Oregon Ranchers Mark and Patti Bennett Recognized for Helping Wildlife

Mark and Patti Bennett from Baker County recognized for helping Sage-Grouse as well as other wildlife

Male Greater-Sage Grouse Photo Jeremy R. Roberts
Sage Grouse
Oregon Department of Fish and Wildlife Logo
Oregon Department of Fish and Wildlife

Oregon -(Ammoland.com)- Mark and Patti Bennett of Unity were recognized with the 2015 Riley Freeman Award during the Oregon Cattlemen Association conference last weekend in Bend.

In giving the award, ODFW Director Curt Melcher praised the Bennetts for being model stewards on their working cattle ranch in Unity, Ore. Melcher spotlighted their ranch’s role in the conservation and recovery of Greater sage-grouse.

“The Bennetts recently signed a Candidate Conservation Agreement related to sage-grouse and are enhancing habitat for these birds,” said Melcher.

Chip Dale, ODFW watershed manager for southeast Oregon, praised Mark Bennett’s participation on the sage-grouse rule advisory committees (both DLCD and ODFWs), “Mark was a strong advocate not only for Baker County, but also for ensuring the persistence of sage-grouse,” Dale said.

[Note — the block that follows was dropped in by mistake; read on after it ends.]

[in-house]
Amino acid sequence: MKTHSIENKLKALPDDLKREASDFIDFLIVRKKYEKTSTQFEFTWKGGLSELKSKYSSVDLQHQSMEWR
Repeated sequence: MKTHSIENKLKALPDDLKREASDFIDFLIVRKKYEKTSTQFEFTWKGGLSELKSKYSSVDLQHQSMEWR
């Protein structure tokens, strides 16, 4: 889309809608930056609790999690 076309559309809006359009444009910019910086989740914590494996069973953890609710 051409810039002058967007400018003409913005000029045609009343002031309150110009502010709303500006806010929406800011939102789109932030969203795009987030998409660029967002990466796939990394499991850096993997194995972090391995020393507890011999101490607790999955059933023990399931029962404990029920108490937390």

As a neighbor, County Commissioner, and private landowner/county representative on Oregon’s Sage-Con group, Bennett pushed for a reasonable approach to protecting sage-grouse habitat while also protecting the economic viability of eastern Oregon and working lands. He spent numerous hours working with the Governor’s Office, ODFW, BLM, USFWS and others on the Sage-Con group to find common ground between ranchers and others on sage-grouse issues. Through these efforts, the group was able to keep sage-grouse from being listed under the Endangered Species Act.

The Bennetts have also partnered with ODFW, Burnt River SWCD, OWEB and other natural resource agencies on numerous habitat and range improvement projects. Their successful wildlife habitat enhancement projects have included aspen restoration, juniper control, invasive weed spraying, riparian protection and other range improvements. The Bennetts’ ranch has become a showcase of how wildlife habitat improvements can also be used to improve range conditions for livestock.

The Riley Freeman award is named after a past Chairman of the Oregon Cattlemen’s Association Wildlife Committee. Freeman saw the need for greater coordination and cooperation between private landowners and state and federal natural resources agencies. While he defended an individual’s property rights, he also advocated for partnerships between wildlife managers, landowners, and wildlife consumers. In his memory, ODFW and OCA established an annual award to recognize an OCA member that best exemplifies Riley Freeman’s passion for the cattle industry, good land stewardship and avocation for partnerships.